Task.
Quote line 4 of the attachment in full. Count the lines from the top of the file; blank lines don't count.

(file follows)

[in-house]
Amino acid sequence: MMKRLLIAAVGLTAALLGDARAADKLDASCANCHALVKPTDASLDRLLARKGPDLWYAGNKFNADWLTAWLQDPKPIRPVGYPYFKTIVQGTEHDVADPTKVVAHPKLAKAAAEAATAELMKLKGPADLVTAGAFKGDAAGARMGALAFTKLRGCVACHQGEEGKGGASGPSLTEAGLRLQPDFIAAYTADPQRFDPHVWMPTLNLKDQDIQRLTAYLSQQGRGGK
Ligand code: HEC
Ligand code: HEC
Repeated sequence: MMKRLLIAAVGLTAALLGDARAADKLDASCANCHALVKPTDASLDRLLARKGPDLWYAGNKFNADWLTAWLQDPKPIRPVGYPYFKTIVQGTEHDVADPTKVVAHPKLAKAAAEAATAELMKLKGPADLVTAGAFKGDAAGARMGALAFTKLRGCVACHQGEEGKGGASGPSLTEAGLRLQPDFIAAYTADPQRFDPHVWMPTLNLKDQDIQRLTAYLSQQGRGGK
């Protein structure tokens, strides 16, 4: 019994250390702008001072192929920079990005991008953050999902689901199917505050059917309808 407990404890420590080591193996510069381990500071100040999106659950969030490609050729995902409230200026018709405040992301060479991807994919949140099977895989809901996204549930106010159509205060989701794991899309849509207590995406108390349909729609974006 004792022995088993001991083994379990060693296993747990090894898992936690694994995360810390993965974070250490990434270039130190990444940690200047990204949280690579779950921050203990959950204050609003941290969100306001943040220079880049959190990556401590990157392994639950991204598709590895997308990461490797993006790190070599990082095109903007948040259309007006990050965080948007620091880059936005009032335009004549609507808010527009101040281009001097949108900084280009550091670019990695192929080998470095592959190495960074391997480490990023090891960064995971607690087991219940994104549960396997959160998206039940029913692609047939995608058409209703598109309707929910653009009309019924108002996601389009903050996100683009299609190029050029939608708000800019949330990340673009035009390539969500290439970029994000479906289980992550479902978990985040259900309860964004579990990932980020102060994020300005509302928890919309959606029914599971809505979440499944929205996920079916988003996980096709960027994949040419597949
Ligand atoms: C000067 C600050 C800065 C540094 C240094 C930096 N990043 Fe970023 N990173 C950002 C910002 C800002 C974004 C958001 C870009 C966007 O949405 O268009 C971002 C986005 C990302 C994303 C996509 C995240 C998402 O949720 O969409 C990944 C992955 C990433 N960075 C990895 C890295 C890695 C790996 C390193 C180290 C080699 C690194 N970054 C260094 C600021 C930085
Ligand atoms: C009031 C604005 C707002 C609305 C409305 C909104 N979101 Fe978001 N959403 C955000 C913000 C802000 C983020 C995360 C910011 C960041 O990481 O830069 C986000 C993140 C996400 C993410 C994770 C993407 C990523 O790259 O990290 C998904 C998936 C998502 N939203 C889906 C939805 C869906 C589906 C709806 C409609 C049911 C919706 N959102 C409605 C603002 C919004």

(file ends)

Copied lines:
Ligand code: HEC